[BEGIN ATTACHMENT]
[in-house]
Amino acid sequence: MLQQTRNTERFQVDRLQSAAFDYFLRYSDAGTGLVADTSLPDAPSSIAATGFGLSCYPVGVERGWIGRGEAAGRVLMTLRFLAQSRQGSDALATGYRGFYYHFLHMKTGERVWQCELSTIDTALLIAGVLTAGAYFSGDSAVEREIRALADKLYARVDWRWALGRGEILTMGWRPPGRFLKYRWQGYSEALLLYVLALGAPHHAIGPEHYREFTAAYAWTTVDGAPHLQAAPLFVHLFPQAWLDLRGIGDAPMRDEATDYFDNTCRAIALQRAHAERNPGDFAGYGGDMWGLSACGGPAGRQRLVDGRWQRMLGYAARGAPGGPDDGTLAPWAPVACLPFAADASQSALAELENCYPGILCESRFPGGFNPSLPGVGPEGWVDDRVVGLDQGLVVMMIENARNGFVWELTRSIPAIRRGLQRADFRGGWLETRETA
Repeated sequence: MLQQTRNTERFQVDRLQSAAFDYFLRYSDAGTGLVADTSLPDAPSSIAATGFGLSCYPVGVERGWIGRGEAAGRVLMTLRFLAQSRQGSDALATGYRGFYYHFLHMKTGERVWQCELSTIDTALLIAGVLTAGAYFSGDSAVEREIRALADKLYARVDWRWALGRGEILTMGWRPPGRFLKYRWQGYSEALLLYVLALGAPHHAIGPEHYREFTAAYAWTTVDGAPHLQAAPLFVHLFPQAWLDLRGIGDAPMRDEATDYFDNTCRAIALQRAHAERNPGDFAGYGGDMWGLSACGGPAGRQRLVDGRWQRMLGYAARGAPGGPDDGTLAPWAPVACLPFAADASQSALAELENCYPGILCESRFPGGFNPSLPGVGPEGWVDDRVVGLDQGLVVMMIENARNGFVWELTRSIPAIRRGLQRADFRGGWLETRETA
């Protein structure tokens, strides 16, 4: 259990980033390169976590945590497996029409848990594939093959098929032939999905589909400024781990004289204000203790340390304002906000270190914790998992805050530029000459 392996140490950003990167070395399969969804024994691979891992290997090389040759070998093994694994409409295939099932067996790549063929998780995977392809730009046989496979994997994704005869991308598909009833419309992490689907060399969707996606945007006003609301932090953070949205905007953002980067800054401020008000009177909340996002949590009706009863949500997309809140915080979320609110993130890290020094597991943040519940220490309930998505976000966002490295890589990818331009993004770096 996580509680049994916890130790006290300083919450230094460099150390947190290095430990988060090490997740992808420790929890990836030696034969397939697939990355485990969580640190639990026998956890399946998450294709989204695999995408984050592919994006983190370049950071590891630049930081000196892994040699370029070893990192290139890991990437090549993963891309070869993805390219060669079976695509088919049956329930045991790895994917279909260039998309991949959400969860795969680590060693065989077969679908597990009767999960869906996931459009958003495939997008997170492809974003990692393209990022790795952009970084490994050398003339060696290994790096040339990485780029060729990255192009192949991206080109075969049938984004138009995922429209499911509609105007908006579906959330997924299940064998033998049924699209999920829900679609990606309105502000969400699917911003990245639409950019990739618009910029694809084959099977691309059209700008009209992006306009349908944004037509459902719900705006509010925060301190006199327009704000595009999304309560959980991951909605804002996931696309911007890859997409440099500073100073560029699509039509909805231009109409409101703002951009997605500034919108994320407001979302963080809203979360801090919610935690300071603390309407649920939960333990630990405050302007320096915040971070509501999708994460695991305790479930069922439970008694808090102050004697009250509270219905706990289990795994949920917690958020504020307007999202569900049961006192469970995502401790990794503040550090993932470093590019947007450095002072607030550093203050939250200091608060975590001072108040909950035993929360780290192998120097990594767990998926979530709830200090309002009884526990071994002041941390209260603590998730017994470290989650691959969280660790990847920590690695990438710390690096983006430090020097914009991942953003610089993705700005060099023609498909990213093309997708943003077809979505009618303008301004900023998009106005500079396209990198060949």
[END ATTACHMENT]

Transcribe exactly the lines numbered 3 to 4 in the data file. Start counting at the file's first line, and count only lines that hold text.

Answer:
Repeated sequence: MLQQTRNTERFQVDRLQSAAFDYFLRYSDAGTGLVADTSLPDAPSSIAATGFGLSCYPVGVERGWIGRGEAAGRVLMTLRFLAQSRQGSDALATGYRGFYYHFLHMKTGERVWQCELSTIDTALLIAGVLTAGAYFSGDSAVEREIRALADKLYARVDWRWALGRGEILTMGWRPPGRFLKYRWQGYSEALLLYVLALGAPHHAIGPEHYREFTAAYAWTTVDGAPHLQAAPLFVHLFPQAWLDLRGIGDAPMRDEATDYFDNTCRAIALQRAHAERNPGDFAGYGGDMWGLSACGGPAGRQRLVDGRWQRMLGYAARGAPGGPDDGTLAPWAPVACLPFAADASQSALAELENCYPGILCESRFPGGFNPSLPGVGPEGWVDDRVVGLDQGLVVMMIENARNGFVWELTRSIPAIRRGLQRADFRGGWLETRETA
């Protein structure tokens, strides 16, 4: 259990980033390169976590945590497996029409848990594939093959098929032939999905589909400024781990004289204000203790340390304002906000270190914790998992805050530029000459 392996140490950003990167070395399969969804024994691979891992290997090389040759070998093994694994409409295939099932067996790549063929998780995977392809730009046989496979994997994704005869991308598909009833419309992490689907060399969707996606945007006003609301932090953070949205905007953002980067800054401020008000009177909340996002949590009706009863949500997309809140915080979320609110993130890290020094597991943040519940220490309930998505976000966002490295890589990818331009993004770096 996580509680049994916890130790006290300083919450230094460099150390947190290095430990988060090490997740992808420790929890990836030696034969397939697939990355485990969580640190639990026998956890399946998450294709989204695999995408984050592919994006983190370049950071590891630049930081000196892994040699370029070893990192290139890991990437090549993963891309070869993805390219060669079976695509088919049956329930045991790895994917279909260039998309991949959400969860795969680590060693065989077969679908597990009767999960869906996931459009958003495939997008997170492809974003990692393209990022790795952009970084490994050398003339060696290994790096040339990485780029060729990255192009192949991206080109075969049938984004138009995922429209499911509609105007908006579906959330997924299940064998033998049924699209999920829900679609990606309105502000969400699917911003990245639409950019990739618009910029694809084959099977691309059209700008009209992006306009349908944004037509459902719900705006509010925060301190006199327009704000595009999304309560959980991951909605804002996931696309911007890859997409440099500073100073560029699509039509909805231009109409409101703002951009997605500034919108994320407001979302963080809203979360801090919610935690300071603390309407649920939960333990630990405050302007320096915040971070509501999708994460695991305790479930069922439970008694808090102050004697009250509270219905706990289990795994949920917690958020504020307007999202569900049961006192469970995502401790990794503040550090993932470093590019947007450095002072607030550093203050939250200091608060975590001072108040909950035993929360780290192998120097990594767990998926979530709830200090309002009884526990071994002041941390209260603590998730017994470290989650691959969280660790990847920590690695990438710390690096983006430090020097914009991942953003610089993705700005060099023609498909990213093309997708943003077809979505009618303008301004900023998009106005500079396209990198060949």